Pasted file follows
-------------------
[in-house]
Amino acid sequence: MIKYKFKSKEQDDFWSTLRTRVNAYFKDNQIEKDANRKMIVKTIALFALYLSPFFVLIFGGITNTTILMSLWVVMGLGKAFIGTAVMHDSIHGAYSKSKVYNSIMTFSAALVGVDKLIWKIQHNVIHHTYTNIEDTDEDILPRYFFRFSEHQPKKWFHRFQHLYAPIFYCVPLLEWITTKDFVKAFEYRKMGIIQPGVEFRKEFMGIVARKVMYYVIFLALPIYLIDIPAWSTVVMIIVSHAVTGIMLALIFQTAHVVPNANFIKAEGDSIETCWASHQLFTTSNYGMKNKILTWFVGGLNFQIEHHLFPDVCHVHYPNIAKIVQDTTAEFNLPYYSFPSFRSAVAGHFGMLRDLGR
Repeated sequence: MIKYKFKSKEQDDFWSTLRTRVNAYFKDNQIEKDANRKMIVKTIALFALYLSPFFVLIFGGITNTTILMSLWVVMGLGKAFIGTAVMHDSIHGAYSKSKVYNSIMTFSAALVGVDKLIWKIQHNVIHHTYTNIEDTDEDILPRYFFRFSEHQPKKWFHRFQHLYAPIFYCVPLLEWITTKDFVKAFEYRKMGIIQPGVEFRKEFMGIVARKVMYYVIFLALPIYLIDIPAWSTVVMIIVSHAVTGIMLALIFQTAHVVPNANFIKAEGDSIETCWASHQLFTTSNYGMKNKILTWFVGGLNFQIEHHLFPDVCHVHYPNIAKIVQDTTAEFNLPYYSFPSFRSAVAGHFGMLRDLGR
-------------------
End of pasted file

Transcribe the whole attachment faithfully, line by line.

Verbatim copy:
[in-house]
Amino acid sequence: MIKYKFKSKEQDDFWSTLRTRVNAYFKDNQIEKDANRKMIVKTIALFALYLSPFFVLIFGGITNTTILMSLWVVMGLGKAFIGTAVMHDSIHGAYSKSKVYNSIMTFSAALVGVDKLIWKIQHNVIHHTYTNIEDTDEDILPRYFFRFSEHQPKKWFHRFQHLYAPIFYCVPLLEWITTKDFVKAFEYRKMGIIQPGVEFRKEFMGIVARKVMYYVIFLALPIYLIDIPAWSTVVMIIVSHAVTGIMLALIFQTAHVVPNANFIKAEGDSIETCWASHQLFTTSNYGMKNKILTWFVGGLNFQIEHHLFPDVCHVHYPNIAKIVQDTTAEFNLPYYSFPSFRSAVAGHFGMLRDLGR
Repeated sequence: MIKYKFKSKEQDDFWSTLRTRVNAYFKDNQIEKDANRKMIVKTIALFALYLSPFFVLIFGGITNTTILMSLWVVMGLGKAFIGTAVMHDSIHGAYSKSKVYNSIMTFSAALVGVDKLIWKIQHNVIHHTYTNIEDTDEDILPRYFFRFSEHQPKKWFHRFQHLYAPIFYCVPLLEWITTKDFVKAFEYRKMGIIQPGVEFRKEFMGIVARKVMYYVIFLALPIYLIDIPAWSTVVMIIVSHAVTGIMLALIFQTAHVVPNANFIKAEGDSIETCWASHQLFTTSNYGMKNKILTWFVGGLNFQIEHHLFPDVCHVHYPNIAKIVQDTTAEFNLPYYSFPSFRSAVAGHFGMLRDLGR